NASA’s giant cameras capture 29 exoplanets in an incredible single image
NASA has captured the Milky Way galaxy trailing across the southern sky, in a stunning high-resolution image that highlights an impressive amount of exoplanets beyond our world.
The Transiting Exoplanet Survey Satellite, also known as TESS, is a sky-surveying satellite that’s designed to capture the entire sky over two years, breaking into 26 sectors measuring 24 degrees by 96 degrees each. Where its predecessor Kepler detected nearly 2,700 planets from its March 2009 launch to its retirement in October 2018, TESS is tasked with surveying 200,000 stars over the course of its life. SpaceX launched the TESS on April 18, 2018.
In an awe-inspiring display of this satellite’s new capabilities, the team revealed a mosaic Tuesday of the southern sky.
“Analysis of TESS data focuses on individual stars and planets one at a time, but I wanted to step back and highlight everything at once, really emphasizing the spectacular view TESS gives us of the entire sky,” Ethan Kruse, a NASA postdoctoral program fellow, said in a statement. Kruse created the mosaic at NASA’s Goddard Space Flight Center in Greenbelt, Maryland.
The team approached the challenge by focusing on 13 sections of the sky. Each section was captured over the space of one month using four cameras, using 16 charge-coupled devices each. The scene above was created from 208 satellite images taken from the craft’s first year of operation, which concluded on July 18.
Perhaps the most impressive aspect of the image is that it captures 29 exoplanets, planets outside of our solar system. It also captured a further 1,000 candidate planets that the team is now investigating. In total, the NASA Exoplanet Archive lists a total 4,084 confirmed planets, meaning TESS is already on track to make a big contribution to the knowledge of outer space.
Beyond making impressive images of the sky, TESS could help humanity understand what lies beyond the solar system.
TESS detects exoplanets using the transit method. This means it looks at a star and measures the dip in its brightness, which would indicate that it has a planet orbiting and blocking the view. When the satellite detects a potential planet, it relays the data so the ground-based team can look in closer detail.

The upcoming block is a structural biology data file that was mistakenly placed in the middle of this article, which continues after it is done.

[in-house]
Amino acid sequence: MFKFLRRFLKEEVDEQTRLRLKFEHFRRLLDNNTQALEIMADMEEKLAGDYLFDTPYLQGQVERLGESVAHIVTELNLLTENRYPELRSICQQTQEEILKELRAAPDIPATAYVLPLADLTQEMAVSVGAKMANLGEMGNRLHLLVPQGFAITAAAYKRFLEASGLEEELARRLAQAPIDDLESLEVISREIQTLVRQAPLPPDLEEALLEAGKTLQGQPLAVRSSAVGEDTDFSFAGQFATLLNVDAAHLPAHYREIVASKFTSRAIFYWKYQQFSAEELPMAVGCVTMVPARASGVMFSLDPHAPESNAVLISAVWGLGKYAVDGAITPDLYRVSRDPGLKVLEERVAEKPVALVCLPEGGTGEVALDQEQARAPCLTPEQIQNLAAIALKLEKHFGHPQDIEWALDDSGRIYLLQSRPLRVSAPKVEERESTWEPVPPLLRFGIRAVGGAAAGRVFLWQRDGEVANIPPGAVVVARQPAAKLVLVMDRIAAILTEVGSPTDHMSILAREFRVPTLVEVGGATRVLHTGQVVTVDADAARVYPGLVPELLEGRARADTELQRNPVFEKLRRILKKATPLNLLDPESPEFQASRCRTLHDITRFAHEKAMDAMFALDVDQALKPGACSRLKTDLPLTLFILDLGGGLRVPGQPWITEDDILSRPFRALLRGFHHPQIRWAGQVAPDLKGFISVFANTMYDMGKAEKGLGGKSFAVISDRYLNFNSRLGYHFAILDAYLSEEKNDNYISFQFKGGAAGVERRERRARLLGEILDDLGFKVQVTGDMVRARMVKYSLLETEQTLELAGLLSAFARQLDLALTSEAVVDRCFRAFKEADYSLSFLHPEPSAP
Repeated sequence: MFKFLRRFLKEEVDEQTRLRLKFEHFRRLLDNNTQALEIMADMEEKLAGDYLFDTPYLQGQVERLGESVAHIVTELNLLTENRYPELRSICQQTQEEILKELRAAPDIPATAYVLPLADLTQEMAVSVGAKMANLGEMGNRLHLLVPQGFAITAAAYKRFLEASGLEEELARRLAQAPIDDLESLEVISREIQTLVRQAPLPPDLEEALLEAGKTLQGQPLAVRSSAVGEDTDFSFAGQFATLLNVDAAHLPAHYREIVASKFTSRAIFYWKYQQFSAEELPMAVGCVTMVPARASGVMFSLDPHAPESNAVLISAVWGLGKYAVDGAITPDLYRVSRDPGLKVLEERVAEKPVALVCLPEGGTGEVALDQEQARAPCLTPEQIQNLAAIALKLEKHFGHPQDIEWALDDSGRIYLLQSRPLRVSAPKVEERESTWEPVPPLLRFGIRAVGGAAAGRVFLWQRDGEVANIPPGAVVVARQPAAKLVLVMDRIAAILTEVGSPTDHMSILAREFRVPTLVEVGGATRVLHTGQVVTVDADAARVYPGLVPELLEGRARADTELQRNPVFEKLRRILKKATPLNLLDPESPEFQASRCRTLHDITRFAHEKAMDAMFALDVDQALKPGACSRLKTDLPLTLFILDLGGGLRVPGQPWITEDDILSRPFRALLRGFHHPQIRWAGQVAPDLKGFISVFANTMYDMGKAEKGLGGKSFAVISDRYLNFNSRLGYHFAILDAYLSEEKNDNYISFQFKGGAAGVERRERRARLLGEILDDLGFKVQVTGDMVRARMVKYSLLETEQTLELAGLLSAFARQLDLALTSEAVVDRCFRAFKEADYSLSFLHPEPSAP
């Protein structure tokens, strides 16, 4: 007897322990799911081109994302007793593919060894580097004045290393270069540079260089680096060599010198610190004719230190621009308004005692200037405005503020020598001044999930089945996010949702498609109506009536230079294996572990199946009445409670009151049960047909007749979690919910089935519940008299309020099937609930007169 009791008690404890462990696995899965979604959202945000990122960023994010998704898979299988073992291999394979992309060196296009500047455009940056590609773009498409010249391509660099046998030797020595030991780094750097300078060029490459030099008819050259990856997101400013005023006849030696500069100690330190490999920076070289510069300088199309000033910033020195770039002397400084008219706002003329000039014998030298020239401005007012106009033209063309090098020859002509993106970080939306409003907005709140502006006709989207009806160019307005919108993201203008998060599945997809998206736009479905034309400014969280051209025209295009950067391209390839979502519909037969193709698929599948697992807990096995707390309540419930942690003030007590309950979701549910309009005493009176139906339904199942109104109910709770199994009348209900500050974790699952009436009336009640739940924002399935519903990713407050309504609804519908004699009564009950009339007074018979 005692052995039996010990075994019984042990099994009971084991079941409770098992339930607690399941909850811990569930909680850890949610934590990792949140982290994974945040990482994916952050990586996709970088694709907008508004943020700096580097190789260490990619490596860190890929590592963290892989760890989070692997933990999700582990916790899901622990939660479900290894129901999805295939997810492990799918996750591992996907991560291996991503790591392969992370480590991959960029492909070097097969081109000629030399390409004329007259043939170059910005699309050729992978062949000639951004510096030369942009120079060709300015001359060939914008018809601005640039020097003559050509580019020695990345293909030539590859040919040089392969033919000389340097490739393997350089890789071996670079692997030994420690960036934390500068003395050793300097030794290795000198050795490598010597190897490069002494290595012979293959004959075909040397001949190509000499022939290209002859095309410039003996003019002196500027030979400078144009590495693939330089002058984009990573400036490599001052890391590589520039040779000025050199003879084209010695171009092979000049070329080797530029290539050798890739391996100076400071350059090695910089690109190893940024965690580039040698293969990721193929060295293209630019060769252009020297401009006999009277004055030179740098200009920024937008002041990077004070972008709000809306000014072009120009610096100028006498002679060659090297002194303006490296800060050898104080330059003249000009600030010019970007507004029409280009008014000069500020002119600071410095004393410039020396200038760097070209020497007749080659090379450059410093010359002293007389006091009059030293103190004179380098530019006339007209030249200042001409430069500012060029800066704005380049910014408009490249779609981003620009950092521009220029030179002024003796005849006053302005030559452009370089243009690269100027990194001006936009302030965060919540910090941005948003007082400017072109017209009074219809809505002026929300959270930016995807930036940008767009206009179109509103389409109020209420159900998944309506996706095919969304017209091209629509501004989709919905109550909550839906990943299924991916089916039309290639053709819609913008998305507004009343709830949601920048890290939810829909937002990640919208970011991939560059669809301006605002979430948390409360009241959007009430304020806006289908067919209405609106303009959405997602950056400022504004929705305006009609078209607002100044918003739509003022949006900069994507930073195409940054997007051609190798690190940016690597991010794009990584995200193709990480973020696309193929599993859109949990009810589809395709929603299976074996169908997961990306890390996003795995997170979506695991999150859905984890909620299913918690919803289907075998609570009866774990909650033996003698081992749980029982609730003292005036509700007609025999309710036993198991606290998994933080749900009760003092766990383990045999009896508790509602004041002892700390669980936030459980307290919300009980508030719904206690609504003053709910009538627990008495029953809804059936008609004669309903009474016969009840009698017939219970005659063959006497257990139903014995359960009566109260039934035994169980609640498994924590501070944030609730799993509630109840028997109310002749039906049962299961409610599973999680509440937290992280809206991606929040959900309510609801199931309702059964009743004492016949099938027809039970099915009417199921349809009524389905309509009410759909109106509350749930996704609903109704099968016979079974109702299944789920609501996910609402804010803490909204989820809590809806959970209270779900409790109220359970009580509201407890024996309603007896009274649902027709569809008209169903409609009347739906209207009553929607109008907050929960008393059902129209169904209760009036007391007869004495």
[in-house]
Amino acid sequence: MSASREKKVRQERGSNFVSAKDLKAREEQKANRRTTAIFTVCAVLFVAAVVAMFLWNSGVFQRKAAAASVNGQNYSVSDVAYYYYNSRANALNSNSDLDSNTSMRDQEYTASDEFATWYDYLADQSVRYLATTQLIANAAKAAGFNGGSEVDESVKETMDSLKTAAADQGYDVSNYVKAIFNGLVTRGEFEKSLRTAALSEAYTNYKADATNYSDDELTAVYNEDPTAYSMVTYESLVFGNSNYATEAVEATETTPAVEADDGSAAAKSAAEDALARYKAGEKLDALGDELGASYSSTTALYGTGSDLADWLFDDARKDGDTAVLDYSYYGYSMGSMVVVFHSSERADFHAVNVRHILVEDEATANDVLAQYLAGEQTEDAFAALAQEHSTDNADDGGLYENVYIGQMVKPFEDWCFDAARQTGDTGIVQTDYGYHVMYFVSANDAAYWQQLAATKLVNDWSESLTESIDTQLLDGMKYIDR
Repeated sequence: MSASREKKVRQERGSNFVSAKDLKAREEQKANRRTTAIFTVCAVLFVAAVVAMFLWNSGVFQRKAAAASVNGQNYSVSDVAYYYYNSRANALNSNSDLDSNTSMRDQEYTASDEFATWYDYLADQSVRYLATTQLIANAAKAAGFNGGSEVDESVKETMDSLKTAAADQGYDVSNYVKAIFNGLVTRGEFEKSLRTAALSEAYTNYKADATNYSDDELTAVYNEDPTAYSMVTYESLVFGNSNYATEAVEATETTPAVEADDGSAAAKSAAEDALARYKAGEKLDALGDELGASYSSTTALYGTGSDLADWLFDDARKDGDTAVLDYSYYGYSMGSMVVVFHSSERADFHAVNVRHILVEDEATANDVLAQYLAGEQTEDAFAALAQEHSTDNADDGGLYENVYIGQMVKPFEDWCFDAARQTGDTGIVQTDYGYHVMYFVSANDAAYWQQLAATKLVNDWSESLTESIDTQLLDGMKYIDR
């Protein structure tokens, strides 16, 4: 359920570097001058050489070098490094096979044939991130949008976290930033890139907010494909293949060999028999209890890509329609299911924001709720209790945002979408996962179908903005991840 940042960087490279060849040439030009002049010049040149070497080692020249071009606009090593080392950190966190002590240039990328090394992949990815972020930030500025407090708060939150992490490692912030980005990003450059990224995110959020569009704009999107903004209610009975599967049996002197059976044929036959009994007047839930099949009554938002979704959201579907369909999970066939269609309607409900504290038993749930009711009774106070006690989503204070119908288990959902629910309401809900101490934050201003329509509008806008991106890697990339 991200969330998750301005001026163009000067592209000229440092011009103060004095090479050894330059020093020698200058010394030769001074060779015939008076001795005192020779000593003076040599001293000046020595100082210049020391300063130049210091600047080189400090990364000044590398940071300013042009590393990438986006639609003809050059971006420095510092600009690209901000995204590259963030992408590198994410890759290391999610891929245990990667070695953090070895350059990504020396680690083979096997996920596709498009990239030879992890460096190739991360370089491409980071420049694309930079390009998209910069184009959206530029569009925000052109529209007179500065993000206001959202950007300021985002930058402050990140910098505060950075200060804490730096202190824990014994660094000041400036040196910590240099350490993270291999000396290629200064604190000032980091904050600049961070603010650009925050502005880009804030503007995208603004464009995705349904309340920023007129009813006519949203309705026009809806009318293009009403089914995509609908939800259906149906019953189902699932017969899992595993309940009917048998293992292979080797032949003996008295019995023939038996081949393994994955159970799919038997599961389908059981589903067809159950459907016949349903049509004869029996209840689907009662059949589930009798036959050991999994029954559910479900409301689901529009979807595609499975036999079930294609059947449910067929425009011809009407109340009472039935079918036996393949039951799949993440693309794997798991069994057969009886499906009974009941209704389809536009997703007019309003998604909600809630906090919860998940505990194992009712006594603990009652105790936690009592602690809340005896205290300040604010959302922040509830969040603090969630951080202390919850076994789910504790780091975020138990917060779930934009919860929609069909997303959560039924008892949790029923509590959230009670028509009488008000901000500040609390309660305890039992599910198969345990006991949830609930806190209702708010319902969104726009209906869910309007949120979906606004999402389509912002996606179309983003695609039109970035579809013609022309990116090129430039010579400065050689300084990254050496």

This ground-based team should be able to identify the planet’s mass, orbit and size. The team can determine the size by measuring how much light it blocks, and the orbit by measuring how long it blocks the light. This could help the team understand whether a planet is rocky, gassy, or something even unexpected.
The satellite completes a full sector of the sky every 30 minutes. It transmits an image when a planet passes between the host star and the camera. Over the course of its first year of operation, each charge-coupled device collected 15,347 30-minute images. These images form a section of the vast 20 terabytes of data the project has collected from the southern sky, the equivalent of around 6,000 high-definition movies.
TESS pales in comparison to Kepler, its predecessor. The satellite is covering an area 400 times larger than Kepler, observing stars that are 30 to 100 times brighter.
SpaceX launched the TESS onboard a Falcon 9 rocket from the Kennedy Space Center in Florida. Following the launch, SpaceX successfully landed the Falcon 9’s booster on droneship Of Course I Still Love You in the Atlantic Ocean. The landing was the 13th successful landing in the company’s history.
From here, TESS will now spend a year surveying the southern sky. What it captures during its mission remains to be seen.